Johnny Boufarhat: The big focus is creating a bridge between online and in-person. We’re going deeper and deeper to add more features — we’ve improved registration and we just released a website builder for event facilitators. We are also building out the Hopin platform to be an all-in-one for event management. Most recently we acquired Boomset, a leader in onsite event solutions, to add premier onsite event technology and services like badges, self-service kiosks, and tracking management. We’re excited to bring Hopin users even more meaningful data insights for their events whether in-person, hybrid, or virtual.
Through it all, our focus is to move fast and ship cool features our users will love. An example: our mobile app allows people to network virtually whether they’re at the event physically or virtually. It creates that double layer of connection — they can see what people are saying, engage with everyone else, see who’s at the event and more. It’s a very meaningful way to connect, no matter whether you’re attending the event physically or virtually.
Jason Spinell: What customer demands are you working to meet? What new features and functionalities has Hopin been focused on recently to take virtual events to the next level?
Johnny Boufarhat: We’re already a multi-product company. We have event marketing support for event promotion, our virtual venue for virtual events, SteamYard for production and immersive livestreams, jamm for collaboration, and now Boomset for onsite technology and tools.
Our customers’ desire for easy event management drives our mission to be an all-in-one platform. The events industry today is pretty fragmented. A customer might buy their event registration platform from one vendor, an on-site check-in solution from another, and so on. They typically use five or six providers, but there’s an opportunity for an all-in-one platform, and that’s where we come in by providing a seamless solution that includes virtual and onsite technology and services.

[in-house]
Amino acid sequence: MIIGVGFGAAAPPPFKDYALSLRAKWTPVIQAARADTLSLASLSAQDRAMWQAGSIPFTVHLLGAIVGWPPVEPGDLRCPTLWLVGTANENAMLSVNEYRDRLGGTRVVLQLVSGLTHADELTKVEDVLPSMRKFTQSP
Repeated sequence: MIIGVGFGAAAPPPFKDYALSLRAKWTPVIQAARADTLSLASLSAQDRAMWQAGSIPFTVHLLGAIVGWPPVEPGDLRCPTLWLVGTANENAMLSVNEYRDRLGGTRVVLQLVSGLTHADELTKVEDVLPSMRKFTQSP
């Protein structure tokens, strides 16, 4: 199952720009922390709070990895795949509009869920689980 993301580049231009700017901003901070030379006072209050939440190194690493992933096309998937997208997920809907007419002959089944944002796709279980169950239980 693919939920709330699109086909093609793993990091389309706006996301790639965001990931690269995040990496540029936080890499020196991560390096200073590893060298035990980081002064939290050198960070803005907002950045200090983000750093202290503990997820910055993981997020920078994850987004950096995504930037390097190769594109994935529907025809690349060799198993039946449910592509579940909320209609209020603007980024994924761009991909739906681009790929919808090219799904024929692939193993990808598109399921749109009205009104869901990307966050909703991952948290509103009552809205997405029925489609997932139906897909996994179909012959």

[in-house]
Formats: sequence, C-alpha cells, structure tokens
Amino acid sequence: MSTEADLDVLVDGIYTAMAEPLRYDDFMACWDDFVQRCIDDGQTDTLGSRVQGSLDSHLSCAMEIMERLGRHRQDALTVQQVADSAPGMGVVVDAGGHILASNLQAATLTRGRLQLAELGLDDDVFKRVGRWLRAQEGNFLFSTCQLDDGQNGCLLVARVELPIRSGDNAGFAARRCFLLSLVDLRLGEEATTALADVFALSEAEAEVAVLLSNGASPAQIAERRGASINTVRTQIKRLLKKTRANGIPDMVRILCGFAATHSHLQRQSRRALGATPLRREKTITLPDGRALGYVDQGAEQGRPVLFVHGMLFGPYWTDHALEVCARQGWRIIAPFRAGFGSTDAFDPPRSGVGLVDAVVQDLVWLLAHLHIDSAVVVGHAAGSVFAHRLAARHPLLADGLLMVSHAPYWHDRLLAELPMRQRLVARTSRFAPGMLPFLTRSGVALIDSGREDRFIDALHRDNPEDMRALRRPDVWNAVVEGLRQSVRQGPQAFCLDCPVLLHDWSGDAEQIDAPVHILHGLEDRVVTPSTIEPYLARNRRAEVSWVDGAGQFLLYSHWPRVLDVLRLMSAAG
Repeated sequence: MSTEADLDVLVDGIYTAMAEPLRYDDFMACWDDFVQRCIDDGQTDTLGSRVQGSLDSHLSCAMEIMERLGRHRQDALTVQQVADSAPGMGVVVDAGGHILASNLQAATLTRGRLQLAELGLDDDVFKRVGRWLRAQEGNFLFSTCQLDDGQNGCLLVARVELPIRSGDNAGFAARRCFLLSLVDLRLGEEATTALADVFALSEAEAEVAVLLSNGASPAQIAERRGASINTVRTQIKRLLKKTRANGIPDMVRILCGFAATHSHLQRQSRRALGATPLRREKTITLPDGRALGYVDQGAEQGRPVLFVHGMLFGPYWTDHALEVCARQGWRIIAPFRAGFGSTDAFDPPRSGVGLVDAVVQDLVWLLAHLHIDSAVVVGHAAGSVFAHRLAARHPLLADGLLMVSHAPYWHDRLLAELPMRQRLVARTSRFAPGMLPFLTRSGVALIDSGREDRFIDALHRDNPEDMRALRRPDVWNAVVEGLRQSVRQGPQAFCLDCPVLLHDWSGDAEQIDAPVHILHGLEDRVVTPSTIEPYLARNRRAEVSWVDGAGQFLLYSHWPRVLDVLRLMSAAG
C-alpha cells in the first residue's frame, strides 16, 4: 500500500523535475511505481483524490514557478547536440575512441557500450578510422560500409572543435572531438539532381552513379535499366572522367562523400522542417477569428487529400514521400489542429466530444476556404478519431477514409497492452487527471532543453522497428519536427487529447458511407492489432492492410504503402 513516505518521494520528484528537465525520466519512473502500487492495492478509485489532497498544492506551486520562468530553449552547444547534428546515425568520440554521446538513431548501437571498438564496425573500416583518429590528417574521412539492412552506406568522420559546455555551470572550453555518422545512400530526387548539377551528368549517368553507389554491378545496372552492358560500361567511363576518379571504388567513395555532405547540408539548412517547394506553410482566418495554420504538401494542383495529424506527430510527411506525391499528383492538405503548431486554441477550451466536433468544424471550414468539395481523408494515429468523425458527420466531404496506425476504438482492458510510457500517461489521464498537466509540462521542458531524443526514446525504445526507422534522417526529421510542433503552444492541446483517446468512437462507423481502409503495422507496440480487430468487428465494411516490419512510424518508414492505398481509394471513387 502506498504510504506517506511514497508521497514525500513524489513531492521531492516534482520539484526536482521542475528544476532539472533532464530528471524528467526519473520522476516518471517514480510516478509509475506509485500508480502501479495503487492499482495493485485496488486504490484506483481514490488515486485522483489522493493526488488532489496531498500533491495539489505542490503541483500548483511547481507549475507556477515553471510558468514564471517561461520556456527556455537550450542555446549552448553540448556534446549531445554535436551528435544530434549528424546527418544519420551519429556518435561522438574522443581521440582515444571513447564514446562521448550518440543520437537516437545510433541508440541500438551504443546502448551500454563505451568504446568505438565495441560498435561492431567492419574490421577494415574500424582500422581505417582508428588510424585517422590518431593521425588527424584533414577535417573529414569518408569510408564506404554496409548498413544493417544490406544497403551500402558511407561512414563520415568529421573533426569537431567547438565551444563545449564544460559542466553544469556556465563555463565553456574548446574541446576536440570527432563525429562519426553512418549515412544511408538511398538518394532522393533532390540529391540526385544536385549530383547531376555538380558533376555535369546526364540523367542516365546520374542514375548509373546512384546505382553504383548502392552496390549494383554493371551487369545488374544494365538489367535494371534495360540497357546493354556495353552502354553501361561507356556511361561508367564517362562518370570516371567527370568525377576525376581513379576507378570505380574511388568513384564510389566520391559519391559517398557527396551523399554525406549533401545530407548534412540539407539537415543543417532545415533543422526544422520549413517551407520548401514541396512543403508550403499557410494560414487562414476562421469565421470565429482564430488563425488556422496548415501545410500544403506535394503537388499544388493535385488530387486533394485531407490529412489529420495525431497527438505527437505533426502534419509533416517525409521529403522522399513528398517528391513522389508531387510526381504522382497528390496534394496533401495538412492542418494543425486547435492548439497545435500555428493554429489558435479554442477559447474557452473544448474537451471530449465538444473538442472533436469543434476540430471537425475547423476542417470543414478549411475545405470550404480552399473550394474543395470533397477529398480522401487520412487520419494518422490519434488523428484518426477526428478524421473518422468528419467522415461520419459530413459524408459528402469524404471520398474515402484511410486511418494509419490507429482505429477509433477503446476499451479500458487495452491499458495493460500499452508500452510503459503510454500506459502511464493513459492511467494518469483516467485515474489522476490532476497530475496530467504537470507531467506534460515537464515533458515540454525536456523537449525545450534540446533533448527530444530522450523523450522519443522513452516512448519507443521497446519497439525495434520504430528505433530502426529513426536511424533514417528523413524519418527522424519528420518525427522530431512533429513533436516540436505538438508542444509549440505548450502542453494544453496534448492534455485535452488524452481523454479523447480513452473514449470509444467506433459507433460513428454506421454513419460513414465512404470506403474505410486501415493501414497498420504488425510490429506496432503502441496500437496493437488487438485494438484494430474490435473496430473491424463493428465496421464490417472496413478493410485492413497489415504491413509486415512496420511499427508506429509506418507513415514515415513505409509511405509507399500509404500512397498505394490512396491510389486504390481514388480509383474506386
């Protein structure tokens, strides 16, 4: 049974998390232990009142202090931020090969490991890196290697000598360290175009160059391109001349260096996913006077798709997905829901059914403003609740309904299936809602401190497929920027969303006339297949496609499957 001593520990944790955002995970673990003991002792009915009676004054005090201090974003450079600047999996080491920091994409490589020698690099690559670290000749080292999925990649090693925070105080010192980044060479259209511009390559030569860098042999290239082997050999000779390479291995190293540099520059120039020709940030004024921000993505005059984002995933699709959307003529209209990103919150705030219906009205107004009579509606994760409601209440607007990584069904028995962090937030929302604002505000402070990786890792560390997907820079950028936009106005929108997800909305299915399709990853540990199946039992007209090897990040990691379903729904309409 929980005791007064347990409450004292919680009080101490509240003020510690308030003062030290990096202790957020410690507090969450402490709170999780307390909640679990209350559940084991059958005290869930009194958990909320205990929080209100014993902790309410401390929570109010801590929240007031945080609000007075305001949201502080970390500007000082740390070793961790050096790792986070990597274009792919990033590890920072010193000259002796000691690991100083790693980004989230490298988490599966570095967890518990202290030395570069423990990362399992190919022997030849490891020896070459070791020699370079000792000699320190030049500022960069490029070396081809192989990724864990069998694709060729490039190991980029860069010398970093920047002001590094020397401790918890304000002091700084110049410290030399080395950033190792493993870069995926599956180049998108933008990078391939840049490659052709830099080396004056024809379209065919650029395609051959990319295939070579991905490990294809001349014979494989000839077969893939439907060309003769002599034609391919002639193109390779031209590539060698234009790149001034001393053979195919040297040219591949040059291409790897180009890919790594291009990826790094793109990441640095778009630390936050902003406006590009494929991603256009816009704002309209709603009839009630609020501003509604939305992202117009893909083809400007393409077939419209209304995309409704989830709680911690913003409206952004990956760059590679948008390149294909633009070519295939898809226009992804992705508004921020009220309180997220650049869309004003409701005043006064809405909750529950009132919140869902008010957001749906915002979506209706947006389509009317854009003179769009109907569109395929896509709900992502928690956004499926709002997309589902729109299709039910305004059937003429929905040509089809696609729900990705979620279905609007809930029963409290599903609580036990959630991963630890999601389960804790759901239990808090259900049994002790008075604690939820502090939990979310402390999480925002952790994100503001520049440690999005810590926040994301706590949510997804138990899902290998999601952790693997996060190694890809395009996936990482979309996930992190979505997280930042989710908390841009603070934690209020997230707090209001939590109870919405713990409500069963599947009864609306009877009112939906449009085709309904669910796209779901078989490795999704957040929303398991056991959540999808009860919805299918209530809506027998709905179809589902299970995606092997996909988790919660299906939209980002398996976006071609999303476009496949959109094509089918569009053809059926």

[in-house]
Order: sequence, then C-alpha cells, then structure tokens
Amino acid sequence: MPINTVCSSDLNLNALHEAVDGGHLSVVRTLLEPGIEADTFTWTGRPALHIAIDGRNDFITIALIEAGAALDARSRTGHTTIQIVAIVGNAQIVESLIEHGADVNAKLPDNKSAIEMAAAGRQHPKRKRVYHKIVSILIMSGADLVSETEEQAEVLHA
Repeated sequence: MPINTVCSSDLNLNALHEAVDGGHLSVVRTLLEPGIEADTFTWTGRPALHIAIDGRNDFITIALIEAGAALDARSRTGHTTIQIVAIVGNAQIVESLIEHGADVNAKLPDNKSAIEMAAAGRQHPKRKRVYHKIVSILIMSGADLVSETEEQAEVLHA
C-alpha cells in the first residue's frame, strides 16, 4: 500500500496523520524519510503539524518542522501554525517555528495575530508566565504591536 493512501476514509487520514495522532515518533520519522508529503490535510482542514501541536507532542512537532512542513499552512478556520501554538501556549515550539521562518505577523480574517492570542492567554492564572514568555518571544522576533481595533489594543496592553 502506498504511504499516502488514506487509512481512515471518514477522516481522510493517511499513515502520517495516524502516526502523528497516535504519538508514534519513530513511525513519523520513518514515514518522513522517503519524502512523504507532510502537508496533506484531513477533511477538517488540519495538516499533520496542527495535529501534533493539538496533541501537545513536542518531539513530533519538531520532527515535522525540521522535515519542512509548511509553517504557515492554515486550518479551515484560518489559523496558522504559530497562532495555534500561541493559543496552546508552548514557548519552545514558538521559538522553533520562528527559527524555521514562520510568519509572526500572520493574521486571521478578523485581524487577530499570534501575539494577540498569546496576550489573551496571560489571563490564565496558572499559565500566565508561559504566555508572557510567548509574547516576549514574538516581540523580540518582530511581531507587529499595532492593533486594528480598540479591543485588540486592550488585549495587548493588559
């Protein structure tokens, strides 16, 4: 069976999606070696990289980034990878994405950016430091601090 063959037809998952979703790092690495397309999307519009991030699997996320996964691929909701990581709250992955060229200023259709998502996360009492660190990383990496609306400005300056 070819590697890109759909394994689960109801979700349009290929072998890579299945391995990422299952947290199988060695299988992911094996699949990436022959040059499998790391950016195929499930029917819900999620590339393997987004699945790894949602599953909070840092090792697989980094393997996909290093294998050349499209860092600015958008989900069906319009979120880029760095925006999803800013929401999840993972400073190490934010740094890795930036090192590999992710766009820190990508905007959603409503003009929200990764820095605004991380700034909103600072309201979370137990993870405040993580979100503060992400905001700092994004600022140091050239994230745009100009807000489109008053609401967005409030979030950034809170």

Leaving your ego at the door
Jason Spinell: As you think about your journey, what’s the single most important piece of advice you would give to aspiring entrepreneurs or founders?
Johnny Boufarhat: Oh, so many things. It depends on where they are in their journey.
At the very beginning of your journey, it’s so important to truly believe in yourself. Often, the difference between someone who raises funding, or gets their first customer, is hard work and belief. Believe in yourself, be confident, work really hard, and the luck will come.
As you start to scale, it’s important that you, as a founder, drop your ego. Everyone has one, but it’ll hold you back from growing. It can be hard to give up pieces of your company to the people you hire, but you need to make sure your ego is in check. Otherwise, your perspective can change for the wrong reason.
Jason Spinell: We’ve got one more question, and it’s a fun one — what’s your favorite Slack emoji?
Johnny Boufarhat: Party parrot. We made a custom one that beats to the Hopin logo – it’s awesome.
Slack Fund is a venture fund that invests in and collaborates with entrepreneurs creating the next great software companies building the future of work, a future in which work-life is simpler, more pleasant, and more productive. To date, Slack has invested in Lattice, Guru, Notion, Mural, Hopin, and Loom, bringing them to 90+ total investments across North America and Europe. For more information, visit: https://slack.com/fund